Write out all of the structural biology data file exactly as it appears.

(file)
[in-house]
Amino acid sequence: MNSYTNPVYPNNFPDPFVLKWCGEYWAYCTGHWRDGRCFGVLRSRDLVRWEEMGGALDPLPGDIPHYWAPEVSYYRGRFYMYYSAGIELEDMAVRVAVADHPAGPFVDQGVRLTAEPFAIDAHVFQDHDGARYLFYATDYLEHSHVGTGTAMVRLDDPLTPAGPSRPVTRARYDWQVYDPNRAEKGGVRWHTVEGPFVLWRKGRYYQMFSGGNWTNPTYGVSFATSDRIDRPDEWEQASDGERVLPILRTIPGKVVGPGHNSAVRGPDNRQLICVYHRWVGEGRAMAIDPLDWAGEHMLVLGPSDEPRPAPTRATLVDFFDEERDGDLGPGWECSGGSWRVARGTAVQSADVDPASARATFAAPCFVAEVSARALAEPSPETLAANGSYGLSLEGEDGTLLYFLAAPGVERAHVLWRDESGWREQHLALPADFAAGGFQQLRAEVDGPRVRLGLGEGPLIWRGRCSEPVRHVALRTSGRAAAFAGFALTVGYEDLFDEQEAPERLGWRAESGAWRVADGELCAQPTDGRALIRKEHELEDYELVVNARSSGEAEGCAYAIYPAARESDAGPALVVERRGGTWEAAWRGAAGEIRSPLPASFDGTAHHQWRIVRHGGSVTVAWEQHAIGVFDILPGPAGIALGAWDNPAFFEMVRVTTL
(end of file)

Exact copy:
[in-house]
Amino acid sequence: MNSYTNPVYPNNFPDPFVLKWCGEYWAYCTGHWRDGRCFGVLRSRDLVRWEEMGGALDPLPGDIPHYWAPEVSYYRGRFYMYYSAGIELEDMAVRVAVADHPAGPFVDQGVRLTAEPFAIDAHVFQDHDGARYLFYATDYLEHSHVGTGTAMVRLDDPLTPAGPSRPVTRARYDWQVYDPNRAEKGGVRWHTVEGPFVLWRKGRYYQMFSGGNWTNPTYGVSFATSDRIDRPDEWEQASDGERVLPILRTIPGKVVGPGHNSAVRGPDNRQLICVYHRWVGEGRAMAIDPLDWAGEHMLVLGPSDEPRPAPTRATLVDFFDEERDGDLGPGWECSGGSWRVARGTAVQSADVDPASARATFAAPCFVAEVSARALAEPSPETLAANGSYGLSLEGEDGTLLYFLAAPGVERAHVLWRDESGWREQHLALPADFAAGGFQQLRAEVDGPRVRLGLGEGPLIWRGRCSEPVRHVALRTSGRAAAFAGFALTVGYEDLFDEQEAPERLGWRAESGAWRVADGELCAQPTDGRALIRKEHELEDYELVVNARSSGEAEGCAYAIYPAARESDAGPALVVERRGGTWEAAWRGAAGEIRSPLPASFDGTAHHQWRIVRHGGSVTVAWEQHAIGVFDILPGPAGIALGAWDNPAFFEMVRVTTL